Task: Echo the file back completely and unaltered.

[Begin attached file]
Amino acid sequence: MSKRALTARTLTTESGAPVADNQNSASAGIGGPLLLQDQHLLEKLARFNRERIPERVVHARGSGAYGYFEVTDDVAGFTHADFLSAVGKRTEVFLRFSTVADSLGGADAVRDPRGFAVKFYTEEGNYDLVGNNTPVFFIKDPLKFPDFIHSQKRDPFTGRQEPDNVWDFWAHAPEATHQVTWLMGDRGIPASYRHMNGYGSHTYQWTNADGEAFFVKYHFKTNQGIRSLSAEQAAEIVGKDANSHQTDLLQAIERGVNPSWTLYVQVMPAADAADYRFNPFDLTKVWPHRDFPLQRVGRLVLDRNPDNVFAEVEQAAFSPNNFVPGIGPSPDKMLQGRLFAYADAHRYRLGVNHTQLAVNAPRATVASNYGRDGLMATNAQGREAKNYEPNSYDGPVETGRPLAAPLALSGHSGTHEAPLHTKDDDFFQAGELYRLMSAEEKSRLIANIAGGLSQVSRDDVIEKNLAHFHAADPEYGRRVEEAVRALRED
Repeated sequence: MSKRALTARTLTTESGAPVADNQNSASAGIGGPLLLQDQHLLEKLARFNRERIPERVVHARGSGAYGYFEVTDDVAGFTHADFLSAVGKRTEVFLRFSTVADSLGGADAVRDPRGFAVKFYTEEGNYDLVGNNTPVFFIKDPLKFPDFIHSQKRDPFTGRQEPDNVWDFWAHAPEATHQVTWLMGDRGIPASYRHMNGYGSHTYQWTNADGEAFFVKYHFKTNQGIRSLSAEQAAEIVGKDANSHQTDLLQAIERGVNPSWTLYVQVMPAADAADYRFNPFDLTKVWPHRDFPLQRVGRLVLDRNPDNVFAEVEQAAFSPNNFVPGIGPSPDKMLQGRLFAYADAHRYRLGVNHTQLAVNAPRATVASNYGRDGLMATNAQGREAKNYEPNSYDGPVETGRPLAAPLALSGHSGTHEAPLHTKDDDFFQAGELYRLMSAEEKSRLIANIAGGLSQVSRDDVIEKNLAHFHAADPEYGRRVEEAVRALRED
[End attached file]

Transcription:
Amino acid sequence: MSKRALTARTLTTESGAPVADNQNSASAGIGGPLLLQDQHLLEKLARFNRERIPERVVHARGSGAYGYFEVTDDVAGFTHADFLSAVGKRTEVFLRFSTVADSLGGADAVRDPRGFAVKFYTEEGNYDLVGNNTPVFFIKDPLKFPDFIHSQKRDPFTGRQEPDNVWDFWAHAPEATHQVTWLMGDRGIPASYRHMNGYGSHTYQWTNADGEAFFVKYHFKTNQGIRSLSAEQAAEIVGKDANSHQTDLLQAIERGVNPSWTLYVQVMPAADAADYRFNPFDLTKVWPHRDFPLQRVGRLVLDRNPDNVFAEVEQAAFSPNNFVPGIGPSPDKMLQGRLFAYADAHRYRLGVNHTQLAVNAPRATVASNYGRDGLMATNAQGREAKNYEPNSYDGPVETGRPLAAPLALSGHSGTHEAPLHTKDDDFFQAGELYRLMSAEEKSRLIANIAGGLSQVSRDDVIEKNLAHFHAADPEYGRRVEEAVRALRED
Repeated sequence: MSKRALTARTLTTESGAPVADNQNSASAGIGGPLLLQDQHLLEKLARFNRERIPERVVHARGSGAYGYFEVTDDVAGFTHADFLSAVGKRTEVFLRFSTVADSLGGADAVRDPRGFAVKFYTEEGNYDLVGNNTPVFFIKDPLKFPDFIHSQKRDPFTGRQEPDNVWDFWAHAPEATHQVTWLMGDRGIPASYRHMNGYGSHTYQWTNADGEAFFVKYHFKTNQGIRSLSAEQAAEIVGKDANSHQTDLLQAIERGVNPSWTLYVQVMPAADAADYRFNPFDLTKVWPHRDFPLQRVGRLVLDRNPDNVFAEVEQAAFSPNNFVPGIGPSPDKMLQGRLFAYADAHRYRLGVNHTQLAVNAPRATVASNYGRDGLMATNAQGREAKNYEPNSYDGPVETGRPLAAPLALSGHSGTHEAPLHTKDDDFFQAGELYRLMSAEEKSRLIANIAGGLSQVSRDDVIEKNLAHFHAADPEYGRRVEEAVRALRED